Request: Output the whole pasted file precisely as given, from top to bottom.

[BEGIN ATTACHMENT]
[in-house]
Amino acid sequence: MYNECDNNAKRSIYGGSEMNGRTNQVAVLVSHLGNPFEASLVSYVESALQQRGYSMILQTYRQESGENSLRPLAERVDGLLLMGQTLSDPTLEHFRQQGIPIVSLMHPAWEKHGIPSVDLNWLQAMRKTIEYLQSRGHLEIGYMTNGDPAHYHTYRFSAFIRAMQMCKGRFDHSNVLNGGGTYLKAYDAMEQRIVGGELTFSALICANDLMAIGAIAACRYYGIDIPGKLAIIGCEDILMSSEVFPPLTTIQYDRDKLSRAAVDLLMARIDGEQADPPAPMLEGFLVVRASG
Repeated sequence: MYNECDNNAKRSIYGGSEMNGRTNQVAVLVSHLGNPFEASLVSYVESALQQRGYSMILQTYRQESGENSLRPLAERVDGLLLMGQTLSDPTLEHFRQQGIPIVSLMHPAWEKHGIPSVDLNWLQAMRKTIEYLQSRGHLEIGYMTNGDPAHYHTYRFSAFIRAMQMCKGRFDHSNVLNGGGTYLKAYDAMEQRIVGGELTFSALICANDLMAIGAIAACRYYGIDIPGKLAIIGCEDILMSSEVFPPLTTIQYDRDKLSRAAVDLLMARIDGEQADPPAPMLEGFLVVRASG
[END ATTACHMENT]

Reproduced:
[in-house]
Amino acid sequence: MYNECDNNAKRSIYGGSEMNGRTNQVAVLVSHLGNPFEASLVSYVESALQQRGYSMILQTYRQESGENSLRPLAERVDGLLLMGQTLSDPTLEHFRQQGIPIVSLMHPAWEKHGIPSVDLNWLQAMRKTIEYLQSRGHLEIGYMTNGDPAHYHTYRFSAFIRAMQMCKGRFDHSNVLNGGGTYLKAYDAMEQRIVGGELTFSALICANDLMAIGAIAACRYYGIDIPGKLAIIGCEDILMSSEVFPPLTTIQYDRDKLSRAAVDLLMARIDGEQADPPAPMLEGFLVVRASG
Repeated sequence: MYNECDNNAKRSIYGGSEMNGRTNQVAVLVSHLGNPFEASLVSYVESALQQRGYSMILQTYRQESGENSLRPLAERVDGLLLMGQTLSDPTLEHFRQQGIPIVSLMHPAWEKHGIPSVDLNWLQAMRKTIEYLQSRGHLEIGYMTNGDPAHYHTYRFSAFIRAMQMCKGRFDHSNVLNGGGTYLKAYDAMEQRIVGGELTFSALICANDLMAIGAIAACRYYGIDIPGKLAIIGCEDILMSSEVFPPLTTIQYDRDKLSRAAVDLLMARIDGEQADPPAPMLEGFLVVRASG